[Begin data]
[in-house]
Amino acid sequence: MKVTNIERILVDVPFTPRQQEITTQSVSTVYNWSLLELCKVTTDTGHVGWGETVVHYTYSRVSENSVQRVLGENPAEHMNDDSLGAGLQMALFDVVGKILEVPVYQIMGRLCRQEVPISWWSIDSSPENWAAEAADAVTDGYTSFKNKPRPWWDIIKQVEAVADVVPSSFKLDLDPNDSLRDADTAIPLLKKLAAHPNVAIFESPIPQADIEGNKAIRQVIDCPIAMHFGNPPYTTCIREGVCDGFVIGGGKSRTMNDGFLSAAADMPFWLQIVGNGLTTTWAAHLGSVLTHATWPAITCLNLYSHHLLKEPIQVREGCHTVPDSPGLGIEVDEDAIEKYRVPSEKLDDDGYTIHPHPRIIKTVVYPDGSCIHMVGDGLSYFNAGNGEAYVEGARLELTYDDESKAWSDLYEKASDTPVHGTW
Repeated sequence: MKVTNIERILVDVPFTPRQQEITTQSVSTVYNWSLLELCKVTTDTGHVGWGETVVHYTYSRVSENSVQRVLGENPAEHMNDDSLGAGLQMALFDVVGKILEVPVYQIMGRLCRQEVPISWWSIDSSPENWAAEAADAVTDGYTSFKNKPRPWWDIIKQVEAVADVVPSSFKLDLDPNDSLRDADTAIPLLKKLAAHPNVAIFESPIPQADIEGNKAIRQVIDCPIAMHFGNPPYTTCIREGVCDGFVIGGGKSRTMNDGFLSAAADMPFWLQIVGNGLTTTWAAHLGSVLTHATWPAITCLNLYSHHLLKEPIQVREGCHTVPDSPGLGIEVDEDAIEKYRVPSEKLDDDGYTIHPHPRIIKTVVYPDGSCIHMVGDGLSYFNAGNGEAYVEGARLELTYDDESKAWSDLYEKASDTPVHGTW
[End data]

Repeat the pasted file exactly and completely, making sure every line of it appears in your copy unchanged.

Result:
[in-house]
Amino acid sequence: MKVTNIERILVDVPFTPRQQEITTQSVSTVYNWSLLELCKVTTDTGHVGWGETVVHYTYSRVSENSVQRVLGENPAEHMNDDSLGAGLQMALFDVVGKILEVPVYQIMGRLCRQEVPISWWSIDSSPENWAAEAADAVTDGYTSFKNKPRPWWDIIKQVEAVADVVPSSFKLDLDPNDSLRDADTAIPLLKKLAAHPNVAIFESPIPQADIEGNKAIRQVIDCPIAMHFGNPPYTTCIREGVCDGFVIGGGKSRTMNDGFLSAAADMPFWLQIVGNGLTTTWAAHLGSVLTHATWPAITCLNLYSHHLLKEPIQVREGCHTVPDSPGLGIEVDEDAIEKYRVPSEKLDDDGYTIHPHPRIIKTVVYPDGSCIHMVGDGLSYFNAGNGEAYVEGARLELTYDDESKAWSDLYEKASDTPVHGTW
Repeated sequence: MKVTNIERILVDVPFTPRQQEITTQSVSTVYNWSLLELCKVTTDTGHVGWGETVVHYTYSRVSENSVQRVLGENPAEHMNDDSLGAGLQMALFDVVGKILEVPVYQIMGRLCRQEVPISWWSIDSSPENWAAEAADAVTDGYTSFKNKPRPWWDIIKQVEAVADVVPSSFKLDLDPNDSLRDADTAIPLLKKLAAHPNVAIFESPIPQADIEGNKAIRQVIDCPIAMHFGNPPYTTCIREGVCDGFVIGGGKSRTMNDGFLSAAADMPFWLQIVGNGLTTTWAAHLGSVLTHATWPAITCLNLYSHHLLKEPIQVREGCHTVPDSPGLGIEVDEDAIEKYRVPSEKLDDDGYTIHPHPRIIKTVVYPDGSCIHMVGDGLSYFNAGNGEAYVEGARLELTYDDESKAWSDLYEKASDTPVHGTW